In another aspect of the scheme, Hill and Kelske conspired with real estate agents Anthony Richard and Cephus Chapman, who falsely claimed to represent homebuyers as sales agents in order to receive commissions from home sales. In fact, these real estate agents had never even met the buyers they claimed to represent. To avoid detection, officers often informed closing attorneys that they would not be available for the house closing and wired instructions for receiving their commissions. When these so-called sales agents received their unearned commissions, they paid the majority of the commissions to Hill or Kelske for allowing them to be added to the deal, keeping a small portion for their part in the scheme.

Eric Hill, 52, of Tyrone, Georgia, was sentenced to two years and six months in prison followed by three years of probation. Hill was convicted of those charges on September 21, 2020, after pleading guilty.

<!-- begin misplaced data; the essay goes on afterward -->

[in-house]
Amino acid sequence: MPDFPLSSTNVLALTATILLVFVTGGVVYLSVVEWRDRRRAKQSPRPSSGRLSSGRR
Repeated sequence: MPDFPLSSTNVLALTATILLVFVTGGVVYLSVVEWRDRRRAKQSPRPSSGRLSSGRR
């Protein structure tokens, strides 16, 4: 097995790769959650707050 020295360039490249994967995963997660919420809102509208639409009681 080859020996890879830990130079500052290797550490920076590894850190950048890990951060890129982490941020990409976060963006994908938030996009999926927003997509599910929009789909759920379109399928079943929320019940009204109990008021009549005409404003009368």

In addition to Hill, defendants Donald Fontenot, Maurice Lawson, Stephanie Hogan, Jerod Little, Renee Little, Paige McDaniel, Fawziyyah Connor and Anthony Richard have all been convicted for their roles in the conspiracies.

  • Todd Taylor has pleaded guilty and is expected to be sentenced on March 3, 2022.
  • Robert Kelske also pleaded guilty and is expected to be sentenced on April 14, 2022.
  • Cephus Chapman was found guilty at trial and is expected to be sentenced on February 10, 2022.

This matter was investigated by the Office of Inspector General of the Department of Housing and Urban Development, the Federal Bureau of Investigation and the Office of Inspector General of the Federal Financing Agency of lodging.

Assistant U.S. Attorneys David A. O’Neal, Alison B. Prout and former Assistant District Attorney for the Northern District of Georgia Ryan Huschka prosecuted the case.

For more information, please contact the US Attorney’s Office of Public Affairs at [email protected] or (404) 581-6016. The Internet address for the United States Attorney’s Office for the Northern District of Georgia is